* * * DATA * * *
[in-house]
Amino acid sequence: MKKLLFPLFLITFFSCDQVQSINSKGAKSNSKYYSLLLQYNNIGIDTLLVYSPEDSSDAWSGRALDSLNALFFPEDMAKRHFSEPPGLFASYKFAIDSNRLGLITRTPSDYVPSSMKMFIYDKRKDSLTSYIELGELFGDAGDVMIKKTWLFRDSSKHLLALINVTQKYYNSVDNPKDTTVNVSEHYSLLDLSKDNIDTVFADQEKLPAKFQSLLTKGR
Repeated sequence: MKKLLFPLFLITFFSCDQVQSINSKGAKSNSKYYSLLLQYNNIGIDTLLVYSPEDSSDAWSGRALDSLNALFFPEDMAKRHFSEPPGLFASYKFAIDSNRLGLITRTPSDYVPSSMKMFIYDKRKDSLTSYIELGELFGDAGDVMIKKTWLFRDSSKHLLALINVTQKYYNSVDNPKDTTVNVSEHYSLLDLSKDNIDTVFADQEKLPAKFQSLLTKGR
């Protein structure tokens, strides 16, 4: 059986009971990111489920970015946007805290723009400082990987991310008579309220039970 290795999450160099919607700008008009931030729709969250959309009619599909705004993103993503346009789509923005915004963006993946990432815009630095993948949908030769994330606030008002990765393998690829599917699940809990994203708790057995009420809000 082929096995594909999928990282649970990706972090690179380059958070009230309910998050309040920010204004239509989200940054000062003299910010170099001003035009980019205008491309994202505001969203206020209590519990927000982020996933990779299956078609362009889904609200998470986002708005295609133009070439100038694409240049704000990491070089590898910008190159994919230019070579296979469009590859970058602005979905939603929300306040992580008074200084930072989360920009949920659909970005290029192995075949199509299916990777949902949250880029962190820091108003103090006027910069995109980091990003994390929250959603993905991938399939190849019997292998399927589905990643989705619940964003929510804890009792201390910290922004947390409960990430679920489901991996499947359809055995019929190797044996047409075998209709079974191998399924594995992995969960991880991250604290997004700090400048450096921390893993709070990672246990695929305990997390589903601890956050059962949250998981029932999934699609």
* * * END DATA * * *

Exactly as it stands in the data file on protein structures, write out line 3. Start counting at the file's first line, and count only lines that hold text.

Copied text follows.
Repeated sequence: MKKLLFPLFLITFFSCDQVQSINSKGAKSNSKYYSLLLQYNNIGIDTLLVYSPEDSSDAWSGRALDSLNALFFPEDMAKRHFSEPPGLFASYKFAIDSNRLGLITRTPSDYVPSSMKMFIYDKRKDSLTSYIELGELFGDAGDVMIKKTWLFRDSSKHLLALINVTQKYYNSVDNPKDTTVNVSEHYSLLDLSKDNIDTVFADQEKLPAKFQSLLTKGR